We use the U.S. Manufacturing New Orders as a high frequency proxy of our growth indicator and year-over-year changes in the Consumer Price Index as our inflation indicator. Three key things to note:
1) Across growth regimes, the relative return/risk profiles of U.S. equities and government bonds relative to full-period averages are directionally different. Equities much prefer a period of rising growth while bonds tend to sell-off on the expectation that an overheating economy will cause the Fed to tighten monetary policy
2) Across inflation regimes, the relative return/risk profiles of U.S. equities and government bonds relative to full-period averages are directionally the same. Both asset classes perform poorly (risk-adjusted) in periods of rising inflation, especially bonds as cashflows are nominal and fixed, which leads to an erosion of real return
3) Bonds hate a rising inflation environment marginally more than a rising growth regime. While equities thrive better in rising growth, the deterioration in risk adjusted returns relative to averages in times of rising inflation is a little less bad than bonds as ultimately some sectors are more well-positioned to pass on higher costs to the end-consumer
Exhibit 1b is an attempt to track if an inflation regime is more dominant relative to a growth regime across time. As you can see, inflation volatility relative to growth volatility has spiked versus how their historical relationship has been. The spike has been particularly sharp and has reached levels that are comparable with other periods where we observed high inflation volatility. The interesting observation across these episodes is that we also tend to see a relatively steep reversion as elevated inflation volatility recedes.
While shorter-term inflation volatility has spiked, it is important to note that longer-term inflation expectations have remained incredibly well-anchored with the 5-year-5-year inflation swap is trading between ~2.4% to 2.6%. Unless we expect inflation and accompanying monetary policy uncertainty to persist into the future, a more prolonged shift towards a regime with positive stock-bond correlations versus what we had experienced over the last two decades is probably unlikely. Hence, we think that the setback in the 60/40 is temporary.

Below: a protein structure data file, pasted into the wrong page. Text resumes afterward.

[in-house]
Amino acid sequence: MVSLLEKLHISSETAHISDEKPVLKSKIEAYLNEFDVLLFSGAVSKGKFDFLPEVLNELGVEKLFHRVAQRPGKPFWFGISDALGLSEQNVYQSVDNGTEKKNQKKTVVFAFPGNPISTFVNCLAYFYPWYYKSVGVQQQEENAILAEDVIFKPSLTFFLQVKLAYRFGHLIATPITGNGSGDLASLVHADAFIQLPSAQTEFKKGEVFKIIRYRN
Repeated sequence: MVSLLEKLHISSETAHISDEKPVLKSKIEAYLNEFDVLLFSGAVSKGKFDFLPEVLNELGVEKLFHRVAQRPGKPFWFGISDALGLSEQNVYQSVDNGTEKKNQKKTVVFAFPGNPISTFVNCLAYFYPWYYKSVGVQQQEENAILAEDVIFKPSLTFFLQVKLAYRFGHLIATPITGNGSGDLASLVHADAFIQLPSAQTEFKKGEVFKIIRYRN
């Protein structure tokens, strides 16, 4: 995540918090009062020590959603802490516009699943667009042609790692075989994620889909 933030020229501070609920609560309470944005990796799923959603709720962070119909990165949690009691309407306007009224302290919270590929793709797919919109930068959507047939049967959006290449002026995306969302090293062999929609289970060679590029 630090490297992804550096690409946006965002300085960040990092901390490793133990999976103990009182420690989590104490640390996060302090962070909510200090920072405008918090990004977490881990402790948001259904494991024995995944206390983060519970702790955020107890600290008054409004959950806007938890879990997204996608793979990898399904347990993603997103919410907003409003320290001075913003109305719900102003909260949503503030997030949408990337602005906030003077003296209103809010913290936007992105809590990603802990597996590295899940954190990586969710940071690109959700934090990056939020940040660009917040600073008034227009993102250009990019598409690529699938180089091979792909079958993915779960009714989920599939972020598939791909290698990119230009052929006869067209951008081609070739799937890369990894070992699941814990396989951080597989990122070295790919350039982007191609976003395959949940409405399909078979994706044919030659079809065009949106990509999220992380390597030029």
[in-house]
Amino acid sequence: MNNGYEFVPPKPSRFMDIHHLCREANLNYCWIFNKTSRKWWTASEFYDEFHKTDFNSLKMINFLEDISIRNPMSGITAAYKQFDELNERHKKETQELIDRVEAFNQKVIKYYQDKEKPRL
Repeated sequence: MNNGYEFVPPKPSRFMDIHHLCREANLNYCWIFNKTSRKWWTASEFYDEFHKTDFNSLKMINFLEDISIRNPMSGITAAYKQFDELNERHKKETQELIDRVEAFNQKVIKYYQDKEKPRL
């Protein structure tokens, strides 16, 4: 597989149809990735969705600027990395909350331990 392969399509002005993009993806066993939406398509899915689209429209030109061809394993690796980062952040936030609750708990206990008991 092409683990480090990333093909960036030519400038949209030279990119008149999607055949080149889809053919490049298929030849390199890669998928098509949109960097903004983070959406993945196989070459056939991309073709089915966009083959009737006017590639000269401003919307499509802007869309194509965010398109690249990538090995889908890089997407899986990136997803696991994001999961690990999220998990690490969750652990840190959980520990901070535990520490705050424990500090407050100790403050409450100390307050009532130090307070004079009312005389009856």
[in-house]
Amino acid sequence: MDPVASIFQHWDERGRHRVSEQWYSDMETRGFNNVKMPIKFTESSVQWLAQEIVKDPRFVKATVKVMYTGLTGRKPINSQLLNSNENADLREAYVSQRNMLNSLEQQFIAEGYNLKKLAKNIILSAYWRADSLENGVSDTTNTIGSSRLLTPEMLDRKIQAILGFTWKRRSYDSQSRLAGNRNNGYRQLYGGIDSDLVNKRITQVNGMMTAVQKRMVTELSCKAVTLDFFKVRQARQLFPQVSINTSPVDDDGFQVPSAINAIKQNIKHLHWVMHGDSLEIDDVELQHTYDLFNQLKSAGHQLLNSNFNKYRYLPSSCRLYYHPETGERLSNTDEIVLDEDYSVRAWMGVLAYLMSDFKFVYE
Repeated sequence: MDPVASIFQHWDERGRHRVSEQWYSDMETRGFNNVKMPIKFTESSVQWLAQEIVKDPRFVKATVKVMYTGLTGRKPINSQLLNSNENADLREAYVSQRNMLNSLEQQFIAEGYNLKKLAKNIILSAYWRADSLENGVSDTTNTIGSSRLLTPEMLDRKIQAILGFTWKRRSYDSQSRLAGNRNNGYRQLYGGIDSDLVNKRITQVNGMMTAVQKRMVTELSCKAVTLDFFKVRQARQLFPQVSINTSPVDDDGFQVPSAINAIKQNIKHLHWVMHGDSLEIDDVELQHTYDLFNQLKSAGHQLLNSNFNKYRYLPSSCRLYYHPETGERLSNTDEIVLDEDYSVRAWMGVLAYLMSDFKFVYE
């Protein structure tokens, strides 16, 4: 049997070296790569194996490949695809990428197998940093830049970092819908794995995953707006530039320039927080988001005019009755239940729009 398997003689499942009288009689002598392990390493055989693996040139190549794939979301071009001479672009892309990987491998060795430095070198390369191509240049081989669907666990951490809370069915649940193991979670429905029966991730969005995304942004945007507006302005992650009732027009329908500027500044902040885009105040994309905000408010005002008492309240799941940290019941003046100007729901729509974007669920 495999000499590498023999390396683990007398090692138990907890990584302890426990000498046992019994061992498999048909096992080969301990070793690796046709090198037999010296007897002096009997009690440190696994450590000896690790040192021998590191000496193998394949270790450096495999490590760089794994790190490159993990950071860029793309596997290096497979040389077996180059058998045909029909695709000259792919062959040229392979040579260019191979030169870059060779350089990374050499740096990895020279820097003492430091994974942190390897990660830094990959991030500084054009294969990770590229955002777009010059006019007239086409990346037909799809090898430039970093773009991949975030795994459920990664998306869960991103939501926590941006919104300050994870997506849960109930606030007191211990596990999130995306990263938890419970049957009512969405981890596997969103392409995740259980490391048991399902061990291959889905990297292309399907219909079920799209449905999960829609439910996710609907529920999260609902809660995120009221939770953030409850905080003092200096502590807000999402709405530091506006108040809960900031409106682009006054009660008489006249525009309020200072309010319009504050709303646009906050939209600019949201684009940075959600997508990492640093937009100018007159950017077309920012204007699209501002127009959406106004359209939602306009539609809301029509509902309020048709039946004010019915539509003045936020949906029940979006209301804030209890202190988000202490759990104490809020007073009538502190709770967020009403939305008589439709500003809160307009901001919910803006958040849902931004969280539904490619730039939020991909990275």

Part of the thesis around the 60/40 regaining its rigor centers around government bond valuations. After a sharp sell-off this year on the back of the Fed’s hawkish pivot, we believe the rates market has already reflected the risks of yields rising further. Let’s also not forget that the economic outlook for the U.S. is rapidly dimming with cracks starting to form in the housing market, a large fiscal drag as well as a strong dollar.
As we move from a “There Is No Alternative” regime to “There Are Reasonable Alternatives” regime, select opportunities in credit are starting to look interesting. Specifically, we like short-to-intermediate-duration U.S. investment grade bonds for their defensive qualities should we get a sharp slowdown. While spreads can still widen in a recessionary scenario, the component of returns that stems from interest rate duration typically still dominates the overall return experience in investment grade. Adding credit opportunistically is one way to enhance the “40” in the 60/40 portfolio.
We believe that investors will also be better served diversifying their U.S. equity allocation to other geographies like Asia ex-Japan, where the policy backdrop, valuations and earnings expectations are looking more favorable/reasonable.
For the longer term, considering an allocation to alternatives is also a good way to maintain/enhance expected returns while achieving a desired volatility and diversification profile if stock-bond correlations do break down again.